Tag Archives: Politics

Authoritarian governments are using coronavirus as an excuse to crush freedom of speech

Stop those non-humans who are writing and provoking our people,” says Chechen leader Ramzan Kadyrov in an Instagram video. The non-humans he objects to are journalists who criticise the Chechen authorities for mishandling their response to the Covid-19 epidemic.

Given Kadyrov has faced allegations of torturing and disappearing critics (which the leader denies), he leaves nobody in any doubt about how unwelcome journalistic questions should be dealt with.

The cause of his rage was an article in the independent Russian newspaper Novaya Gazeta by investigative journalist Elena Milashina, who cited Kadyrov as saying that people who spread the coronavirus are “worse than terrorists” and “should be killed”. As a result of these threats, Milashina wrote that people in Chechnya with Covid-19 were hiding their symptoms because they were too frightened to seek medical help.

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Posted by on May 25, 2020 in Uncategorized


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‘We can’t go back to normal’: how will coronavirus change the world?

Everything feels new, unbelievable, overwhelming. At the same time, it feels as if we’ve walked into an old recurring dream. In a way, we have. We’ve seen it before, on TV and in blockbusters. We knew roughly what it would be like, and somehow this makes the encounter not less strange, but more so.

Every day brings news of developments that, as recently as February, would have felt impossible – the work of years, not mere days. We refresh the news not because of a civic sense that following the news is important, but because so much may have happened since the last refresh. These developments are coming so fast that it’s hard to remember just how radical they are.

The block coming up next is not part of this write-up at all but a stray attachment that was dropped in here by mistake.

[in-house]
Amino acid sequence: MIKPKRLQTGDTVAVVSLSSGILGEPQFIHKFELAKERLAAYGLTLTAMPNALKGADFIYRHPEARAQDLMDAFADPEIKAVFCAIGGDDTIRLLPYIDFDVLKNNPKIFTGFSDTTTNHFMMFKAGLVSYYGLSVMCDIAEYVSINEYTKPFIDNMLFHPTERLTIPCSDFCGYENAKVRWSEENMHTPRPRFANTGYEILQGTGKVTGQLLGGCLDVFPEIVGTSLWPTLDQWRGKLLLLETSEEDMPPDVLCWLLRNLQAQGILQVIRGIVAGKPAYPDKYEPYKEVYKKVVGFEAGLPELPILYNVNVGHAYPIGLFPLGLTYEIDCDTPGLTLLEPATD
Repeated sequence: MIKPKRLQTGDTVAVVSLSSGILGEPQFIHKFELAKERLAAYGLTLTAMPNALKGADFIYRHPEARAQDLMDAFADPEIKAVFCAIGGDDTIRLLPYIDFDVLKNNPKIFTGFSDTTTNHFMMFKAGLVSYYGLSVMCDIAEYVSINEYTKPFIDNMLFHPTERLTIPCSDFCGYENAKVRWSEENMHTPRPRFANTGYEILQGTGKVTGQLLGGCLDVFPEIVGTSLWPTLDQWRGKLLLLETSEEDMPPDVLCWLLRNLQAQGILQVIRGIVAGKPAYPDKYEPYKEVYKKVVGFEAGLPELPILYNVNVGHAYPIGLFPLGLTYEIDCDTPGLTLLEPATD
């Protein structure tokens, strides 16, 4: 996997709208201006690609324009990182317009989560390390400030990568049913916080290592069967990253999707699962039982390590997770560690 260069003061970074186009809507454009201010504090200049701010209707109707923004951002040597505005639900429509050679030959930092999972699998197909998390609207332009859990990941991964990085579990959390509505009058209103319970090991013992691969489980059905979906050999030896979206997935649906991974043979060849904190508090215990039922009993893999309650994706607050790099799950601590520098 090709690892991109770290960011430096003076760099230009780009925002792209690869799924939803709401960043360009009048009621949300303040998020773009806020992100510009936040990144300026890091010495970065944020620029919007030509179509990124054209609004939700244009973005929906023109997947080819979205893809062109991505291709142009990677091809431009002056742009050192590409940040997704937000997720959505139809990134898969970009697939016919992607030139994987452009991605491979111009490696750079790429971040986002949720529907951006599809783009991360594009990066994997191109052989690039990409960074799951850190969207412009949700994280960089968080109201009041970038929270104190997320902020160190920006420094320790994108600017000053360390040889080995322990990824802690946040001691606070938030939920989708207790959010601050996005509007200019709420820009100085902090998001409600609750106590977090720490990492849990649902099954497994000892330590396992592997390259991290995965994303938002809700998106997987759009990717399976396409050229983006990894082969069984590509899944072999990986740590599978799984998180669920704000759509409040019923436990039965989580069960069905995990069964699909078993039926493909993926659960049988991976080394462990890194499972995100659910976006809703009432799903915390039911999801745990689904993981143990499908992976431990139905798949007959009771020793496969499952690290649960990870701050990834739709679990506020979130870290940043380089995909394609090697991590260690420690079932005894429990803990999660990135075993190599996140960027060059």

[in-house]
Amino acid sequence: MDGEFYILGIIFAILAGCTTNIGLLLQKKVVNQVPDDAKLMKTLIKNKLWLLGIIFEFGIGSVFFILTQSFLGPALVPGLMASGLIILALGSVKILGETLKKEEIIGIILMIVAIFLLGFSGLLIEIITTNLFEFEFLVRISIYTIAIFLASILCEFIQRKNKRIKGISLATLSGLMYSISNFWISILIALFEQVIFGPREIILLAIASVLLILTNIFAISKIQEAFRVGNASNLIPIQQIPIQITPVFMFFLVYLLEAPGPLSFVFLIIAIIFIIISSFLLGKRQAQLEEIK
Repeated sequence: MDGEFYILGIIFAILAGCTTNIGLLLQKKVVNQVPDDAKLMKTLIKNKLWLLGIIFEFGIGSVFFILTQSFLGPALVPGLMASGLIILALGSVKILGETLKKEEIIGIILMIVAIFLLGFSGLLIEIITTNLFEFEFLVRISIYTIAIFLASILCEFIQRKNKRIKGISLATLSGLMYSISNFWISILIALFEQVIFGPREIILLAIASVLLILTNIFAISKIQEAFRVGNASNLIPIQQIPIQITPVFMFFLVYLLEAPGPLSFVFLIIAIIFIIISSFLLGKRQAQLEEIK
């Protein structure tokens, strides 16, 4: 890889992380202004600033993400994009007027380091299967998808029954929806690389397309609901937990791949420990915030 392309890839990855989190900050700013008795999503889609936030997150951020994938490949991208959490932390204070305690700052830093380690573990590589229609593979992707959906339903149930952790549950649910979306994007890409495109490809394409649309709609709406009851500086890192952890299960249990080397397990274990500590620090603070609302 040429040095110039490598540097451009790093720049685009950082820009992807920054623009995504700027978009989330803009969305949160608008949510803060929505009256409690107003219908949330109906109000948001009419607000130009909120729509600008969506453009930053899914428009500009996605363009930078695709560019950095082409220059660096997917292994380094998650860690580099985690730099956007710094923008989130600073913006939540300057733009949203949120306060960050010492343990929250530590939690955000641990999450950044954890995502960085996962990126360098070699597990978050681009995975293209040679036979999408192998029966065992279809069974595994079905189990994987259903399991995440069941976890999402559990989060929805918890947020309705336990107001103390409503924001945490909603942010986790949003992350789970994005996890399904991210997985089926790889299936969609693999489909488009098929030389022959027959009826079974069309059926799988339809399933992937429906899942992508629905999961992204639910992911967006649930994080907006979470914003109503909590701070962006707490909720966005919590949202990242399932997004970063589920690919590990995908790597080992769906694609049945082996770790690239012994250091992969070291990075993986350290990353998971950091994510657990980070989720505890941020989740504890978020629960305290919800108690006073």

Cast your mind back a few weeks and imagine someone telling you the following: within a month, schools will be closed. Almost all public gatherings will be cancelled. Hundreds of millions of people around the world will be out of work. Governments will be throwing together some of the largest economic stimulus packages in history. In certain places, landlords will not be collecting rent, or banks collecting mortgage payments, and the homeless will be allowed to stay in hotels free of charge. Experiments will be underway in the direct government provision of basic income. Large swathes of the world will be collaborating – with various degrees of coercion and nudging – on a shared project of keeping at least two metres between each other whenever possible. Would you have believed what you were hearing?

It’s not just the size and speed of what is happening that’s dizzying. It’s the fact that we have grown accustomed to hearing that democracies are incapable of making big moves like this quickly, or at all. But here we are. Any glance at history reveals that crises and disasters have continually set the stage for change, often for the better. The global flu epidemic of 1918 helped create national health services in many European countries. The twinned crises of the Great Depression and the second world war set the stage for the modern welfare state.

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Posted by on April 23, 2020 in Reportages


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The Normal Economy Is Never Coming Back

As the coronavirus lockdown began, the first impulse was to search for historical analogies—1914, 1929, 1941? As the weeks have ground on, what has come ever more to the fore is the historical novelty of the shock that we are living through. The economy is currently in something akin to free fall. If it were to continue to contract at its current pace, 12 months from now GDP would be one-third lower than at the beginning of 2020. That is a rate of shrinkage four times faster than during the Great Depression of the 1930s. There has never been a crash landing like this before. There is something new under the sun. And it is horrifying.